There’s a fine tradition in this industry of people who want to be business owners partnering with others who supply the capital for what they all believe is going to be the goose that lays the golden egg. Rarely does it seem to work out this way. More often than not it’s a case of the optimistic leading the hopeful.
Hot new restaurant
You’ll see them in all our cities — they open with a burst of glitzy PR and soon establish the position of ‘hot new restaurant’ — the place to be seen. The media, swayed by the sheer weight of money thrown at the project, the opulent surroundings and the rent-a-crowd functions that are the norm with new openings, proceed to write reports that seem to have more to do with politics than objectivity.
Did they spend too much?
Some time later I’ll wander in to check the place out as part of my eternal quest to stay current, and sit there like Alice in Wonderland, trying to make sense of the maths behind it all. Disturbingly, these places often fail to even remotely stack up when you crunch the numbers. If you spend several million dollars on the fitout of a restaurant, you’ve got to sell a huge amount of food and beverage at a very high margin to get your money back within a reasonable time.
It’s the old trap of overcapitalising your business, without understanding the basic economics that underpins your industry. The end result is that some time down the track your business will probably collapse after haemorrhaging money for some time and you are forced to sell the whole thing for the auction value of the fixtures and fittings, because there is no profit.
Overcapitalising is not the only issue with these new businesses. Often the lack of understanding of industry economics also extends to a blissful ignorance of wage and f&b cost control and the losses are amplified by an internal operation that would never have made any money even if the place had been set-up cheaply.
Opportunity to pick-up a bargain
Those wise old heads among my readers may have spotted an opportunity here. Yes, you can often pick up a multi-million dollar fitout for a fraction of its cost by combing your newspapers and looking for these businesses as they go into administration or liquidation. You may get an excellent deal — or it may not, depending on circumstance. You have to be very careful.
This leads me to the mistake that the experienced operators often make in the quest for a bargain, following the demise of an overcapitalised business. Blinded by what seems to be a bargain pick-up, and forced to act quickly to secure the opportunity, the bargain hunter often acts without proper research and finds to their detriment that they’ve bought a dog.
Is the location suitable?
The issue here is ‘Was this business located carefully in the first place?’ In the rush to pick-up a cheap fitout such issues as customer access, parking, lack of pedestrian traffic, lack of synergy with surrounding businesses, etc. are often ignored. In other words, the same ignorance that overcapitalised the original business and ran it unprofitably, possibly put it in the wrong place to begin with.
Consider your region, I’m sure if you think about it you’ll recognise instances where certain locations have had a steady turnover of operators like financial lemmings, one after the other. There are ‘dead spots’ in every city and town in our country.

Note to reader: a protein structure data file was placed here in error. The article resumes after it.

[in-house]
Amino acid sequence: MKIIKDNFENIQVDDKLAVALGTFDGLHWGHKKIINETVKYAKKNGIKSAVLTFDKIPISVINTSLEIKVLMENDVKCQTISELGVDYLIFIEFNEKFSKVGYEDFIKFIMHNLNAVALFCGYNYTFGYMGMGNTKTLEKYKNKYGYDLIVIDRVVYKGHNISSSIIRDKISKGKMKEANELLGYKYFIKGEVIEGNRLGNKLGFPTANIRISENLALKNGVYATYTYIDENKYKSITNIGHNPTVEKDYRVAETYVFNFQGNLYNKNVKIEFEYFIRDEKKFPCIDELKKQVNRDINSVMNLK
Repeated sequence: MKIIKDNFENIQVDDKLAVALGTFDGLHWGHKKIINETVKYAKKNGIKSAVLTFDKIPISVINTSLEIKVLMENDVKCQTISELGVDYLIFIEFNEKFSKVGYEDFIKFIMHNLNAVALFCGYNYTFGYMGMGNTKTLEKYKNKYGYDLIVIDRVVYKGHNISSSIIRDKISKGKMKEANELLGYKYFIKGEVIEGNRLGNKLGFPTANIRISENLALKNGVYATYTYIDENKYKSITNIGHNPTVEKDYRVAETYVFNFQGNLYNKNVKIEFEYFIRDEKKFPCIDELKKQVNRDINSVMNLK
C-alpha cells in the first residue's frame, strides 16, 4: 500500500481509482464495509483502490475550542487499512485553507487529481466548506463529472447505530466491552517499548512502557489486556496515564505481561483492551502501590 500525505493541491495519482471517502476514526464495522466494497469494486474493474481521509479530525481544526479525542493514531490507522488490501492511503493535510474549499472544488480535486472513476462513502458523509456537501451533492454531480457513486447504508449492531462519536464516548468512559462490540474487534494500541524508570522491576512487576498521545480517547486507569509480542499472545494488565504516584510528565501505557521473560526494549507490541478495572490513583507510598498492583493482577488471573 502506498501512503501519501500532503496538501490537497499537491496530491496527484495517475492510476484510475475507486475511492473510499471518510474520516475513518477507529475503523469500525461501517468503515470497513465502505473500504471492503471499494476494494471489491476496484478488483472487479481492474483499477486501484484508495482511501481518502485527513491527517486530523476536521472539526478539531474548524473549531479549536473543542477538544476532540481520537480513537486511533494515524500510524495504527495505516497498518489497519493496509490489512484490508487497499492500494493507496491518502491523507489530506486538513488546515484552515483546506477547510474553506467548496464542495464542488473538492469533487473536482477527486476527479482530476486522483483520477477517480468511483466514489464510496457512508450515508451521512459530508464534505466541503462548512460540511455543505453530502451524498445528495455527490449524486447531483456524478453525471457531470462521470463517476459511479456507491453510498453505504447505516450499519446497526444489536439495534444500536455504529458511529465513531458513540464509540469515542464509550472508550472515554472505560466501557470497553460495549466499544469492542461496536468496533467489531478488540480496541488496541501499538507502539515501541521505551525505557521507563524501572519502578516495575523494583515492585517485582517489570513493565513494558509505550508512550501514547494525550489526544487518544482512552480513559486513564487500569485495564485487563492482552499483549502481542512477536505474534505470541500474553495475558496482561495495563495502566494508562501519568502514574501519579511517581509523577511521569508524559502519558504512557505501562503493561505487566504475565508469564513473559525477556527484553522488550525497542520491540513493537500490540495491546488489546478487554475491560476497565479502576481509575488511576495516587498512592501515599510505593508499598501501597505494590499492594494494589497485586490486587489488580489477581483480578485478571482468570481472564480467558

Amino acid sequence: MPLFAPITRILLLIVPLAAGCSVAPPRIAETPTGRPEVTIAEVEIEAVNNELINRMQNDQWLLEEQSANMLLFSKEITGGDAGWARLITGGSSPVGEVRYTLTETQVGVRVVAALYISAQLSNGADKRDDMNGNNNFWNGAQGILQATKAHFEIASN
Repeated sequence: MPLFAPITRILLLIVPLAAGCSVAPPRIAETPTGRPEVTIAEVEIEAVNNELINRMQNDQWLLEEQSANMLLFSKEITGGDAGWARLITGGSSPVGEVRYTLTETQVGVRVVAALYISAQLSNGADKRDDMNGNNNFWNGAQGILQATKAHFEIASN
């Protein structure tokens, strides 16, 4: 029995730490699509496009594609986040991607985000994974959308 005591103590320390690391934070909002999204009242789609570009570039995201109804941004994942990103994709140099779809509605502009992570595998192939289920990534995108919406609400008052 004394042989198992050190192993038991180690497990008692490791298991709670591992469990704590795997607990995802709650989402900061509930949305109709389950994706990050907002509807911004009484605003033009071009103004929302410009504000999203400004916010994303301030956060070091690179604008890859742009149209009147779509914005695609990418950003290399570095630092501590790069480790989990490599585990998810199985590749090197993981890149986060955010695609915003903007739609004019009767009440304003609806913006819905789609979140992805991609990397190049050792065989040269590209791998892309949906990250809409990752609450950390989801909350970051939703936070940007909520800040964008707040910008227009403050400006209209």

The reason I am writing this is that I have been involved with a number of experienced clients who are on the lookout for expansion opportunities, and who have called me all excited about a site they have found that they would like me to assess for them. These sites are invariably the location for a recently deceased business and come with a swank and alluringly cheap fitout.
Seek dispassionate, expert advice
Having no financial or social interest in the proposed business, I can be coldly dispassionate in my assessment and usually talk them out of their intended course of action because there are major flaws in the site that render it a poor investment. Often this is the underlying reason for the demise of the previous business.
One of the key lessons I have learnt over 35 years in this industry is that there are very few ‘golden locations’ out there. A golden location is one that brings a huge natural customer base and good exposure with it; and requires minimal marketing expenditure, providing operating standards are reasonable. An example of golden location would be a restaurant situated between a free standing multiplex cinema and its main car park.
3 elements for success
There are really three key elements in the success of a restaurant or similar business:
- The location has to be carefully chosen to provide a customer base at a reasonable rent.
- The business must be established within strict monetary limits that are carefully calculated after a proper feasibility study establishes the likely economics of that particular concept.
- The business must be run professionally, delivering above average product and service standards, within very strict cost constraints.
Just because you throw a bucket of money at a site, or the opposite — you pick up a slick location for a song — doesn’t mean you are in any way guaranteed of success. There are traps here for both the newbie operator and for the old hand. I’d love 10% of all the money that is squandered on ill-considered hospitality projects in Australia — I’d be up there with Warren Buffet in no time.